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Riot charges reinstated against leader of Huntington Beach white supremacist group

Robert Rundo is arrested at a 2017 rally in Berkeley.
Robert Rundo is arrested at a 2017 rally that turned violent in Berkeley. All charges were later dropped. Rundo, a Huntington Beach resident, was identified in this image taken from YouTube video by ProPublica.
(YouTube)

A federal appeals court on Thursday reinstated rioting charges against the leader of a Huntington Beach-based white supremacist group involved in violent California clashes with foes of then-President Trump.

The 9th U.S. Circuit Court of Appeals ruled that parts of a federal anti-rioting act don’t violate free speech and ordered a lower court to reassess its 2019 dismissal of charges against Robert Rundo and three followers, the San Francisco Chronicle reported.

Rundo founded the Rise Above Movement. He and the others were accused of rioting and conspiracy by recruiting and training members for violence and taking part in violence in 2017 in Berkeley, San Bernardino and Huntington Beach.

When Benjamin Drake Daley arrived in Charlottesville, Va. from Redondo Beach, he stopped by Walmart to pick up supplies: white athletic tape, black spray paint and a folding tactical knife.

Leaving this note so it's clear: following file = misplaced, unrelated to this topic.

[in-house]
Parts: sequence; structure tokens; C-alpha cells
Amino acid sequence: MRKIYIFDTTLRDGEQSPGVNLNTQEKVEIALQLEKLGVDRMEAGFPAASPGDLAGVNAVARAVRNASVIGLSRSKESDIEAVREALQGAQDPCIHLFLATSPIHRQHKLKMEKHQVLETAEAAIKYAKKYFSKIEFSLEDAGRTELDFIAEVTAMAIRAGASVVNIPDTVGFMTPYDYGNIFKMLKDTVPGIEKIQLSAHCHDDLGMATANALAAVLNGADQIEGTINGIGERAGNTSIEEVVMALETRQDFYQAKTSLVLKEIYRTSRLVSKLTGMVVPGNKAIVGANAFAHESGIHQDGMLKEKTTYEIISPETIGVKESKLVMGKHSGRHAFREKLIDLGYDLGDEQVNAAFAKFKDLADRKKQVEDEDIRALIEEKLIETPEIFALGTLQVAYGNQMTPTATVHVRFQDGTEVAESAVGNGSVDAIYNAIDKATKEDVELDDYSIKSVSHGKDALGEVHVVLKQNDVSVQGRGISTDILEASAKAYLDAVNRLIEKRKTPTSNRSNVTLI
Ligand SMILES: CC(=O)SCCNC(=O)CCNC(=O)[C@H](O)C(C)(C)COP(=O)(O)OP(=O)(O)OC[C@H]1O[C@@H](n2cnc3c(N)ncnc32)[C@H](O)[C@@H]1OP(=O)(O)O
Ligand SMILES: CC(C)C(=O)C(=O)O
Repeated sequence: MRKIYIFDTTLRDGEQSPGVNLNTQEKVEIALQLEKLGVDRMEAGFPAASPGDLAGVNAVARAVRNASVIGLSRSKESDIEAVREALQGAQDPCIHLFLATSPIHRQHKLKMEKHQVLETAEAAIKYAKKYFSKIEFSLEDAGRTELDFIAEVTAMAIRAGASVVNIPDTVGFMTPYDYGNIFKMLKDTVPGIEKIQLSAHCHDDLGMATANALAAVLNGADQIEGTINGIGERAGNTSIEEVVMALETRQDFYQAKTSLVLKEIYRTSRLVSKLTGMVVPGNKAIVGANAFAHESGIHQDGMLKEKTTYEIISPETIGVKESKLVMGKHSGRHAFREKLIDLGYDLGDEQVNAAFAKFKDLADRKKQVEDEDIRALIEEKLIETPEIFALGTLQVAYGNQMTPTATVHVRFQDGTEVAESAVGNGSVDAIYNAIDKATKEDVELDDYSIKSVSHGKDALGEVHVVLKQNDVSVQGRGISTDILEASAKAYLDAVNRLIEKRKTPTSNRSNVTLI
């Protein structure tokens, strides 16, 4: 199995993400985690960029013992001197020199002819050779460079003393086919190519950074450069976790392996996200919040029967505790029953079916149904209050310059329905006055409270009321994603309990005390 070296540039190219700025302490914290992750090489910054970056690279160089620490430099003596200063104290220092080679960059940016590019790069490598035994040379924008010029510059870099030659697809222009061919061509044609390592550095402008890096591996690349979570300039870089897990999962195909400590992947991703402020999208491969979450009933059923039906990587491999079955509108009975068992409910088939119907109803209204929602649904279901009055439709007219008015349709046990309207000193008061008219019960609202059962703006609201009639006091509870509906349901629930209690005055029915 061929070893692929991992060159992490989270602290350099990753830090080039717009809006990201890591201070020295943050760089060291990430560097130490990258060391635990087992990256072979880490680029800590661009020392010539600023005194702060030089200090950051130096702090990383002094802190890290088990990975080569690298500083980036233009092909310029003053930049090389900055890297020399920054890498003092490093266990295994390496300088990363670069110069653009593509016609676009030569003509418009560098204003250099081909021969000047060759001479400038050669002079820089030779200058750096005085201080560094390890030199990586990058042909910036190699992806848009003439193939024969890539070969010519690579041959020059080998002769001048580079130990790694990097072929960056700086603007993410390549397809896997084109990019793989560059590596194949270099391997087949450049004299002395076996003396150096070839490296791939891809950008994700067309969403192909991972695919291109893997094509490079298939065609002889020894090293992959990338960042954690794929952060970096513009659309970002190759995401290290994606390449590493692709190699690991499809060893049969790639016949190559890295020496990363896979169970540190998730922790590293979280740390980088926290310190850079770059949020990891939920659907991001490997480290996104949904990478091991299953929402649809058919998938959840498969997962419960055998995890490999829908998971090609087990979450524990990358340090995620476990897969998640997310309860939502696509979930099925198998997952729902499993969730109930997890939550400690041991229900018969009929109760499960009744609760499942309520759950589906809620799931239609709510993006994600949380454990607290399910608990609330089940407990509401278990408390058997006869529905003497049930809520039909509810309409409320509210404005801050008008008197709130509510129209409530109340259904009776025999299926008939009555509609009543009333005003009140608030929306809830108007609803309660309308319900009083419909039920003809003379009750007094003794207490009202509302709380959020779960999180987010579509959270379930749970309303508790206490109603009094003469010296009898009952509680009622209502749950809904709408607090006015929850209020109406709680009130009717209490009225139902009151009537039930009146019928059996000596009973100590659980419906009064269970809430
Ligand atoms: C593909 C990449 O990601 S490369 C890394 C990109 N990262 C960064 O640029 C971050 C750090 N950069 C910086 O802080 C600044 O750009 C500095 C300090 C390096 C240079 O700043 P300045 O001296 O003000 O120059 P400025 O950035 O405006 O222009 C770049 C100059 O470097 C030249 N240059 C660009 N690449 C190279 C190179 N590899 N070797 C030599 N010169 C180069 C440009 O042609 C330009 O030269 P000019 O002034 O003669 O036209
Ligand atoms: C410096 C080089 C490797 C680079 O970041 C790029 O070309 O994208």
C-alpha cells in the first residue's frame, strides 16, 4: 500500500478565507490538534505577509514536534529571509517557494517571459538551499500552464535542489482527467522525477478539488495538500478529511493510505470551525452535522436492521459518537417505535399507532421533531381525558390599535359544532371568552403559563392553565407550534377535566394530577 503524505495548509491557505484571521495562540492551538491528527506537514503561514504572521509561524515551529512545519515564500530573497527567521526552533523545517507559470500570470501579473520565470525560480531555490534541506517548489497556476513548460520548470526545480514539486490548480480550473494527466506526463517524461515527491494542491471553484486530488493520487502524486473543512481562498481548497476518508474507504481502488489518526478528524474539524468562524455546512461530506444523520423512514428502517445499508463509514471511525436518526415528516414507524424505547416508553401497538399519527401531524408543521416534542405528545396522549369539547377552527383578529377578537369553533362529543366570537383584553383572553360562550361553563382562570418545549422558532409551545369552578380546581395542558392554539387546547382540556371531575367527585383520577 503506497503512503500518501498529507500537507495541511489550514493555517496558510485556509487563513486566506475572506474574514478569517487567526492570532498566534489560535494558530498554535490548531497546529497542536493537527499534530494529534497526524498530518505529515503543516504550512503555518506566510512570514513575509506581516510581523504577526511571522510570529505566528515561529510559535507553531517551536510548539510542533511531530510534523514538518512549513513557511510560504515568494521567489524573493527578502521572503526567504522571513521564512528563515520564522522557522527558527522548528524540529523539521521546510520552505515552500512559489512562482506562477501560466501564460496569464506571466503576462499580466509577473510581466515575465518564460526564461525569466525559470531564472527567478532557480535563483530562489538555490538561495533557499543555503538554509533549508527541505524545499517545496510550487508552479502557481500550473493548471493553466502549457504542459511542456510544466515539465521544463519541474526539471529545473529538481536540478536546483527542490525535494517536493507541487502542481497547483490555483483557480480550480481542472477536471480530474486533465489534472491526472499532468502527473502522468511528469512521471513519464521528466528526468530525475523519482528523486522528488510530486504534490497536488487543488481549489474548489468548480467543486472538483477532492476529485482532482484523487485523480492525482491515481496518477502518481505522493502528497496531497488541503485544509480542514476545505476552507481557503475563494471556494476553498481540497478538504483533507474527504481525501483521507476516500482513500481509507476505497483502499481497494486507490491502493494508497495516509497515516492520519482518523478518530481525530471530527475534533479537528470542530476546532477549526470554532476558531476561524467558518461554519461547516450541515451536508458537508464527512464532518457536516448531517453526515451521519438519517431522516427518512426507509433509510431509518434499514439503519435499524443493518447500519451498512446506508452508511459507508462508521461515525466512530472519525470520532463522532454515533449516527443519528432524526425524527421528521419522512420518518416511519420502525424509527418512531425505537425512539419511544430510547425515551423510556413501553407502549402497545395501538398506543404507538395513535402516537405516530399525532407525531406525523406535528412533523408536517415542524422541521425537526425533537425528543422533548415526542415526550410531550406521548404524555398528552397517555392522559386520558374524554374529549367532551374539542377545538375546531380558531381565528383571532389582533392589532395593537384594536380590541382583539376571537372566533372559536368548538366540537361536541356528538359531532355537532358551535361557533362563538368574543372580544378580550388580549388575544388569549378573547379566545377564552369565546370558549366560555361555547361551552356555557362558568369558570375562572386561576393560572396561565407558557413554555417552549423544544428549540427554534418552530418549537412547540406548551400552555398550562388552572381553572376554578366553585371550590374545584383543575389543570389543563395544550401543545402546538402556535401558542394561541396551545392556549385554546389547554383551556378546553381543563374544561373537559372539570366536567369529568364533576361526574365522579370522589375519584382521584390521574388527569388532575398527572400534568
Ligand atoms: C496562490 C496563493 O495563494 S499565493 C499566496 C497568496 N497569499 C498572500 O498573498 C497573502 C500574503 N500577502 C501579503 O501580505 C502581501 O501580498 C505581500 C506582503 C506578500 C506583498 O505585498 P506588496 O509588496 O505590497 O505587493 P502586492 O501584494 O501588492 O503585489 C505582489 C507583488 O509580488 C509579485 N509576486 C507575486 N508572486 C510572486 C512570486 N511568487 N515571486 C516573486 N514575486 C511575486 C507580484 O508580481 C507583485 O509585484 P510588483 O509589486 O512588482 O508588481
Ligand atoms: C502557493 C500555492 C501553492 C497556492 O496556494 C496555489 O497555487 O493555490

Videos showed Rundo punching counter-protesters in Huntington Beach and a police officer in Berkeley, according to an FBI affidavit.

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A federal judge in Los Angeles dismissed the charges on the grounds that the Anti-Riot Act of 1968 was unconstitutional.

Judge Cormac Carney said someone could be convicted under the act simply for texting friends about meeting at a political rally, and added that even those with a “hateful and toxic ideology” were protected by the 1st Amendment.

But the appellate court said parts of the law that dealt with speech inciting “an imminent riot” or aiding or taking part in violence were constitutional and met a standard set by the U.S. Supreme Court in 1969.

The ruling said it made no sense “to assert that the government and its citizens cannot act, but must sit quietly and wait until they are actually physically injured or have had their property destroyed.”

Two judges on the panel signed the opinion, while a third judge gave a partial dissent.

The Chronicle said there were no immediate comments from lawyers in the case.


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